“Little” : Brilliantly Funny, Full of Truth | Andrea’s Angle
I love comedy and all the trailers for “Little” gave me hope that this was going to be good. With the producers of “Girl Trip” behind it and the talent from the hit show “Blackish”, this looked promising. In addition, it looked like an interesting twist on the movie “Big.” The audience was laughing the entire length of the movie, the film living up to its promise. It was brilliantly funny with incredible acting and a story with heart.
“Little” created by Marsai Martin who stars in the show “Blackish” by Kenya Barris, came to him with the idea when she was ten, inspired by the movie “Big.” He helped produce the film with Will Packer, written by Tracy Oliver and Tina Gordon, and directed by Tina Gordon, with Marsai Martin holding the title of executive producer. In the film, a ruthless tech mogul, Jordan Sanders (Regina Hall) bullies her staff and treats everyone around her with disdain. When she irritates the wrong person, she is wished into her younger thirteen-year-old self. She must relive the life of her younger self with the help of her assistant April (Issa Rae) to revert back to normal.
The story is a huge success. You get a sense of all the characters immediately. You see how Jordan treats those around her but you also see how she became so tough. We see how April is scared to stand up to her scary boss, too timid to pitch her ideas but also how smart she is. Through Jordan’s interactions with her staff and Trevor, the man she leaves listed as D in her contacts, we learn that she hasn’t left room for friendships, relationships or any love in her life. She is closed off and hard. But when Jordan is transformed, she must learn to embrace who she was as a child before the world beat her down, must learn to accept her true self as well as learn to accept friendship. Thematically, this is a well-done spin of Big, where instead of growing up, she must become little to learn who she is.
Much like the film Big, Little embraces humor to tell it’s a heartwarming story. And it does so hilariously. The humor is carried by both the physical actions of the actresses but also by the dialogue. There is one line, that references movies like Big, “This is for white people.” Those moments brought tons of charm but also tons of laughs. Another scene involves little Jordan dancing in a restaurant. By the end of the scene, the audience was laughing so hard you couldn’t hear the dialogue in the film. Between the gags performed by Issa Rae and then the situational humor of a 38-year-old in a thirteen-year-old’s body ending up in middle school, this movie rocks the funny, pacing the jokes perfectly throughout the movie and still managing to instill a heartfelt message about how to be your true self.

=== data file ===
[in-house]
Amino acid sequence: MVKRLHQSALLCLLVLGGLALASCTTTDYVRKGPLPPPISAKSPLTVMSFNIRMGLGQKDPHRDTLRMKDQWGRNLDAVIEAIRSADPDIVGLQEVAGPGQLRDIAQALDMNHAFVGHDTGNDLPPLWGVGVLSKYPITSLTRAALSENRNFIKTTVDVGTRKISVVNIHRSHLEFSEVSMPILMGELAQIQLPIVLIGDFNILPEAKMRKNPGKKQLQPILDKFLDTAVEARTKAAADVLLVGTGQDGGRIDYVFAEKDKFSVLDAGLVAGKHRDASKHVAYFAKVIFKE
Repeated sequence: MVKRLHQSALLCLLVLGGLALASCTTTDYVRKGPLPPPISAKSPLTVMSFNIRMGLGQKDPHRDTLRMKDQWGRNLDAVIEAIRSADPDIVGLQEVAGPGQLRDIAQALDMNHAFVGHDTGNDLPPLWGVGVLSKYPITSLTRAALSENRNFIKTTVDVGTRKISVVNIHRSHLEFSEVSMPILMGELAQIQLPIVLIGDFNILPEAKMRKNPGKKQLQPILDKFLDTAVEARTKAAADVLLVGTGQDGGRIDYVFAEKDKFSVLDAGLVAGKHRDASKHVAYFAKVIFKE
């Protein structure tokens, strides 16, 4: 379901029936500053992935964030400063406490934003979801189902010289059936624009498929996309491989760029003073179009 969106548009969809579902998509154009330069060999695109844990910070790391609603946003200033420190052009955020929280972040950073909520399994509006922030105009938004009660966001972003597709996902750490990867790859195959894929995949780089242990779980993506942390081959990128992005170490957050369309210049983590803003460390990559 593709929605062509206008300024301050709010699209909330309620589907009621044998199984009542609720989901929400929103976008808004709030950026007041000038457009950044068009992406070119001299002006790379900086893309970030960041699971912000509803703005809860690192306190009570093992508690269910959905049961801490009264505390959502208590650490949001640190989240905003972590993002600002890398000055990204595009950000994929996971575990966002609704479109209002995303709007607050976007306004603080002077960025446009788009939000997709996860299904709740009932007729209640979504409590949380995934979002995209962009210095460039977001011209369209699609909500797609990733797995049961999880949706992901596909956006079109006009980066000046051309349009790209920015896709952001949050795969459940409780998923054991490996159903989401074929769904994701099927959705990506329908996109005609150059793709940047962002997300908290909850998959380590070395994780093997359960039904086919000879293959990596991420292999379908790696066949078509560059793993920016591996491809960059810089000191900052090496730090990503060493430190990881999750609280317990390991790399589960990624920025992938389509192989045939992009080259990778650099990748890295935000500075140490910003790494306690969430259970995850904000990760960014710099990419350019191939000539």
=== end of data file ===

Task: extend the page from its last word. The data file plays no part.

Of course, this all wouldn’t work nearly as well without the performances by some very talented actors. Regina Hall as the adult Jordan is commanding, tough, and does a marvelous performance. Her chemistry with Issa Rae is perfect, the pair of them like a seamless engine as they interact with each other. Issa Rae is splendid, her ability to perform comedy just beautiful to watch, engaging and as a viewer, I love her character’s growth as she learns to embrace her potential as well. She and Marsai Martin have equally great chemistry as they push back and forth, both in harmony and when they fight. Marsai Martin is genuinely phenomenal, her ability to emote as though a 38-year-old woman just exceptional. She is engaging and held the movie with her performance. There are others in the film that also do a great job. Luke James as the man who cares about Jordan despite her tough shell is both funny and sweet. Tone Bell as Preston, one of the staff at the company, who also has a thing for April, is also humorous and awesome as one of the secondary characters. Justin Hartley, playing Mr. Marshall, the teacher at the school little Jordan is forced to go to, has just the right touch, playing his character with kindness and providing laughs as well.
Beyond the comedy and the stunning work, I love that the writers and director made this about the woman and their friendship, with the men around them not the main focus of the story. This is about Jordan and April both discovering their true selves and developing a beautiful friendship. It is also great that Jordan is a powerful woman of color, who runs her own company and the message of the film never takes that power from her, just shows how she can share that support and her true caring spirit with her employees so that they all can win, not just herself.
If you love extraordinarily funny films, if you like women of color getting the chance to shine and you love the idea of the message, embracing your true self and learning to love those around you, I think you will love this film. It is full of heart, full of laughter, has incredible acting, and the comedy never misses a beat.
Rating: 5 out of 5 afros.